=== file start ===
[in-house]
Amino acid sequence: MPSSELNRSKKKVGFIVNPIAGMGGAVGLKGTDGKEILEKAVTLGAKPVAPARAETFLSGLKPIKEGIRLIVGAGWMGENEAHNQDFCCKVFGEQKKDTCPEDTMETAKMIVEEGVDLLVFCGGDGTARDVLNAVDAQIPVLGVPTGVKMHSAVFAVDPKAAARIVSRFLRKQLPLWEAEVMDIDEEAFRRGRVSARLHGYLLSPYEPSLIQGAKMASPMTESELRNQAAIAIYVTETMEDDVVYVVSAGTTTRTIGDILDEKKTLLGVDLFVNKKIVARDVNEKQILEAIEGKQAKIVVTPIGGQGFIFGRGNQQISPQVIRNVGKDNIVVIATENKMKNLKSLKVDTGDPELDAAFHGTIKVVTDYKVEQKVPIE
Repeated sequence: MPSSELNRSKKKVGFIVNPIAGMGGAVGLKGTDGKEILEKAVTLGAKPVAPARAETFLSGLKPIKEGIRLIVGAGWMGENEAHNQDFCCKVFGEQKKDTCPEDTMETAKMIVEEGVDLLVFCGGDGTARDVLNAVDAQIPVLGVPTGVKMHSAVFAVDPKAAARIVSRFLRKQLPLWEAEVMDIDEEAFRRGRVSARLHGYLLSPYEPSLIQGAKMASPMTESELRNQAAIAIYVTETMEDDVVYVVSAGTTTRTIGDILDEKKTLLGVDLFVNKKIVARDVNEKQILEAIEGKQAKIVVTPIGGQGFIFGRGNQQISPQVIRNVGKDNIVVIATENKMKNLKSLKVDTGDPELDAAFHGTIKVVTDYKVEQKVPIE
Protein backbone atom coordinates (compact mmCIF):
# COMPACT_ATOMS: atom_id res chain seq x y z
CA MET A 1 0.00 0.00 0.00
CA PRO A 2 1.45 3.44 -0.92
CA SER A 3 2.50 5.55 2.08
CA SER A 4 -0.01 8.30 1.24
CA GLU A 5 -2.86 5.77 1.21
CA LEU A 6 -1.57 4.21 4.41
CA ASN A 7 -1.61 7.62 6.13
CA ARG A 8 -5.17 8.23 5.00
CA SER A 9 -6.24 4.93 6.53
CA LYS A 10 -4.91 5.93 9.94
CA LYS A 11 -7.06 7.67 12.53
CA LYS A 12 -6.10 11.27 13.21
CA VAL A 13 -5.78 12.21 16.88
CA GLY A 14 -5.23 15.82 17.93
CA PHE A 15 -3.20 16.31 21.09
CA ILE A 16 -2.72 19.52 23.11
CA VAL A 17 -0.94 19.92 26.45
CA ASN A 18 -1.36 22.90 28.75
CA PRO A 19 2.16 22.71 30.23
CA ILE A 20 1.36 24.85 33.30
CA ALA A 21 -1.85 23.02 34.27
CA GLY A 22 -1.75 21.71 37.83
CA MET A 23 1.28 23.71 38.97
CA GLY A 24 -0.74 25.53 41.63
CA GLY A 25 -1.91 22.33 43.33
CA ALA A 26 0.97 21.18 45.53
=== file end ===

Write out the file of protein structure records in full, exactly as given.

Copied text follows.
[in-house]
Amino acid sequence: MPSSELNRSKKKVGFIVNPIAGMGGAVGLKGTDGKEILEKAVTLGAKPVAPARAETFLSGLKPIKEGIRLIVGAGWMGENEAHNQDFCCKVFGEQKKDTCPEDTMETAKMIVEEGVDLLVFCGGDGTARDVLNAVDAQIPVLGVPTGVKMHSAVFAVDPKAAARIVSRFLRKQLPLWEAEVMDIDEEAFRRGRVSARLHGYLLSPYEPSLIQGAKMASPMTESELRNQAAIAIYVTETMEDDVVYVVSAGTTTRTIGDILDEKKTLLGVDLFVNKKIVARDVNEKQILEAIEGKQAKIVVTPIGGQGFIFGRGNQQISPQVIRNVGKDNIVVIATENKMKNLKSLKVDTGDPELDAAFHGTIKVVTDYKVEQKVPIE
Repeated sequence: MPSSELNRSKKKVGFIVNPIAGMGGAVGLKGTDGKEILEKAVTLGAKPVAPARAETFLSGLKPIKEGIRLIVGAGWMGENEAHNQDFCCKVFGEQKKDTCPEDTMETAKMIVEEGVDLLVFCGGDGTARDVLNAVDAQIPVLGVPTGVKMHSAVFAVDPKAAARIVSRFLRKQLPLWEAEVMDIDEEAFRRGRVSARLHGYLLSPYEPSLIQGAKMASPMTESELRNQAAIAIYVTETMEDDVVYVVSAGTTTRTIGDILDEKKTLLGVDLFVNKKIVARDVNEKQILEAIEGKQAKIVVTPIGGQGFIFGRGNQQISPQVIRNVGKDNIVVIATENKMKNLKSLKVDTGDPELDAAFHGTIKVVTDYKVEQKVPIE
Protein backbone atom coordinates (compact mmCIF):
# COMPACT_ATOMS: atom_id res chain seq x y z
CA MET A 1 0.00 0.00 0.00
CA PRO A 2 1.45 3.44 -0.92
CA SER A 3 2.50 5.55 2.08
CA SER A 4 -0.01 8.30 1.24
CA GLU A 5 -2.86 5.77 1.21
CA LEU A 6 -1.57 4.21 4.41
CA ASN A 7 -1.61 7.62 6.13
CA ARG A 8 -5.17 8.23 5.00
CA SER A 9 -6.24 4.93 6.53
CA LYS A 10 -4.91 5.93 9.94
CA LYS A 11 -7.06 7.67 12.53
CA LYS A 12 -6.10 11.27 13.21
CA VAL A 13 -5.78 12.21 16.88
CA GLY A 14 -5.23 15.82 17.93
CA PHE A 15 -3.20 16.31 21.09
CA ILE A 16 -2.72 19.52 23.11
CA VAL A 17 -0.94 19.92 26.45
CA ASN A 18 -1.36 22.90 28.75
CA PRO A 19 2.16 22.71 30.23
CA ILE A 20 1.36 24.85 33.30
CA ALA A 21 -1.85 23.02 34.27
CA GLY A 22 -1.75 21.71 37.83
CA MET A 23 1.28 23.71 38.97
CA GLY A 24 -0.74 25.53 41.63
CA GLY A 25 -1.91 22.33 43.33
CA ALA A 26 0.97 21.18 45.53